When we first met, last December, Kurt told me he had been repaying his loans consistently since late 2003, and he knew that if President Biden’s big plan to erase hundreds of billions of dollars in federal student loans could survive a barrage of legal challenges, it would erase every penny of his remaining debts. (Pell Grant recipients like Kurt would have qualified for $20,000 in debt cancellation.)
“That’s going to make an immediate effect,” he told me back then, “and I don’t have to sit here and think about whether I qualify under all these complicated formulas.”
But I was thinking of complicated formulas, because Kurt and I both knew Biden’s grand plan for debt relief was no sure thing. And I wondered if Kurt’s loans might qualify for another, lesser-understood form of debt relief that did not have to survive the courts.
At the end of our chat, I asked Kurt to send me every record of every payment he’d ever made. The plan was to manually tally his payments, all 19 years’ worth, to see if he qualified for this other kind of relief.
Some borrowers might have been daunted by having to excavate so many records from multiple loan servicers. Kurt agreed eagerly, with a laugh.
The sleeper debt relief that’s helped thousands of borrowers
Before I met Kurt, in April 2022, NPR published the damning findings of a monthslong investigation into federal, income-driven repayment plans (IDR).
These IDR plans were meant to help lower-income borrowers by pegging their monthly payments to their income: The less they earn, the less they have to pay each month. They were meant to be an engine of good and to keep struggling borrowers from defaulting on their loans.
But NPR revealed a list of shocking problems that were hurting, not helping, borrowers. Though these plans promised loan forgiveness after 20 or 25 years, NPR found that some loan servicers weren’t counting payments, meaning they had no idea if, or when, a borrower qualified for forgiveness. Servicers were also miscounting payments, not always giving borrowers credit.
On top of that, advocates had been sounding the alarm for millions of borrowers who could have benefited from these repayment plans — like Kurt — but were never told about them or, worse, were put into forbearance instead.
IDR had become a debacle of good intentions.
Two weeks after NPR released its investigation, the Biden administration committed to a sweeping IDR overhaul, promising to review the payment histories of millions of borrowers, find and fix these mistakes, and give borrowers retroactive credit toward IDR’s promise of loan forgiveness.
Basically, a monumental do-over.
Which brings us full circle to Kurt Panton, who’d been repaying his loans for 19 years when we met. Under this do-over, he could technically qualify for loan forgiveness in one more year. Technically. But no one quite understood how or when this do-over would happen, and the U.S. Department of Education was still completely focused on the fate of Biden’s larger debt relief plan.
After that first Zoom, last December, Kurt pulled together his entire payment history. We kept in touch through spring, as I plugged hundreds of his payments into a spreadsheet. In June, the Supreme Court struck down Biden’s big relief plan. Kurt’s Plan A was gone. It was time to put Plan B to the test.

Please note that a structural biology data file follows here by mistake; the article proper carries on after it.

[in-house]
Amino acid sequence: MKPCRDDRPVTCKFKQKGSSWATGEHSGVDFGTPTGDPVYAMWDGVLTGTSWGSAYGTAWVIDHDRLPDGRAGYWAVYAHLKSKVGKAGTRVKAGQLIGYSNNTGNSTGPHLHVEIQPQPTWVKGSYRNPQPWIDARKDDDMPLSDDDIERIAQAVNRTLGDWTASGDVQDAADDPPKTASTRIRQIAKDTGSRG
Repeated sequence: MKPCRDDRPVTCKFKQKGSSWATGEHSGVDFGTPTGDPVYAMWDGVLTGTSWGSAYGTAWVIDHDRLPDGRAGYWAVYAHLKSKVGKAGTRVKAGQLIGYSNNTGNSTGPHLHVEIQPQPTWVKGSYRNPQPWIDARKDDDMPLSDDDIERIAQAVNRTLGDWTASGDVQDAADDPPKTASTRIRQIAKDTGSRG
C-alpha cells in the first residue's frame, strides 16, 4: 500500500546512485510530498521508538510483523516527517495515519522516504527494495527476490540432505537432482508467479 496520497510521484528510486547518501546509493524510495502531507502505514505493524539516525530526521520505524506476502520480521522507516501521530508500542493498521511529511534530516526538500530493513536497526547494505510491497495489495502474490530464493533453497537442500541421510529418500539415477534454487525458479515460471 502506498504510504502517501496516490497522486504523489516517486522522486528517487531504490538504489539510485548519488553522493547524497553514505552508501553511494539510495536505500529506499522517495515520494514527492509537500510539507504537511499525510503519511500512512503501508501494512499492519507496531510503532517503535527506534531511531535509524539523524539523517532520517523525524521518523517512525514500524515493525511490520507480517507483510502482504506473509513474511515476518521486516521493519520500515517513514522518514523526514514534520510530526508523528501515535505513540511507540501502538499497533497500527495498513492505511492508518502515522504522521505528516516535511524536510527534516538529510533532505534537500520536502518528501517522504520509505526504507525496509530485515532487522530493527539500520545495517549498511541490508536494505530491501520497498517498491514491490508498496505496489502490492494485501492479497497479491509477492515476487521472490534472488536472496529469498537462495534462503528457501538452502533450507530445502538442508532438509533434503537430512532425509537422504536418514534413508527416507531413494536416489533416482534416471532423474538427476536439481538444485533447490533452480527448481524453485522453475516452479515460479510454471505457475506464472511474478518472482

Kurt and I hopped on Zoom again in August. This time, Pauline was about 10 months old, and she sat on his lap as I showed them the spreadsheet I’d made.
“We’re having fun talking student loans! I hope you never have to pay student loans, little one,” Kurt said to Pauline, laughing.
To qualify for forgiveness under the IDR do-over, a borrower needs to have been in repayment for 20 years, which is 240 monthly payments. By our count, Kurt had made 233, though that was a conservative estimate, ignoring a few months that had disappeared with servicers’ poor record-keeping.
“You are so close,” I told Kurt as we moved down the spreadsheet.
“I am so close!” he laughed back. “When you were scrolling down on the spreadsheet, I was like, ‘Please get to 240, please.’ And then I saw 233 and I was like, ‘Nooo!’”
The good news for Kurt was that the Education Department had recently announced the first round of reviews under this IDR do-over and said it would be erasing the loans of more than 800,000 people — just like him (a number that would continue to grow). All he had to do was wait seven more months, at the most.
Turns out, it was a lot less than that.
“I think I’m done, Mom!”
In the middle of November, Kurt woke up early with Pauline, who had a cold. He fed her, changed her diaper, and lay down on the couch with her, hoping she’d fall back asleep.
“She’s lying on my chest on the couch,” Kurt says, “and I really can’t go back to sleep that quickly. So I check my email, and as soon as I saw the subject I thought, ‘Oh my God, this is it!’”
The email was from the Education Department, and it said that under that big IDR do-over, Kurt now qualifies to have his remaining $18,000 in loans forgiven — 20 years since his first payment.
When I ask Kurt how he’ll celebrate, he calls his mom, Barbara.
“I am very, very proud of you,” she says, suggesting maybe now Kurt will consider going back to school to work on a doctorate.
“I don’t think so,” Kurt says, laughing. “I think I’m done, Mom!”
After Kurt hangs up, his wife, Lizzy, grabs a small, twist-top bottle of bubbly from the fridge, and they toast the email that says Kurt’s loans will soon be in his past — while his future sleeps quietly in the other room.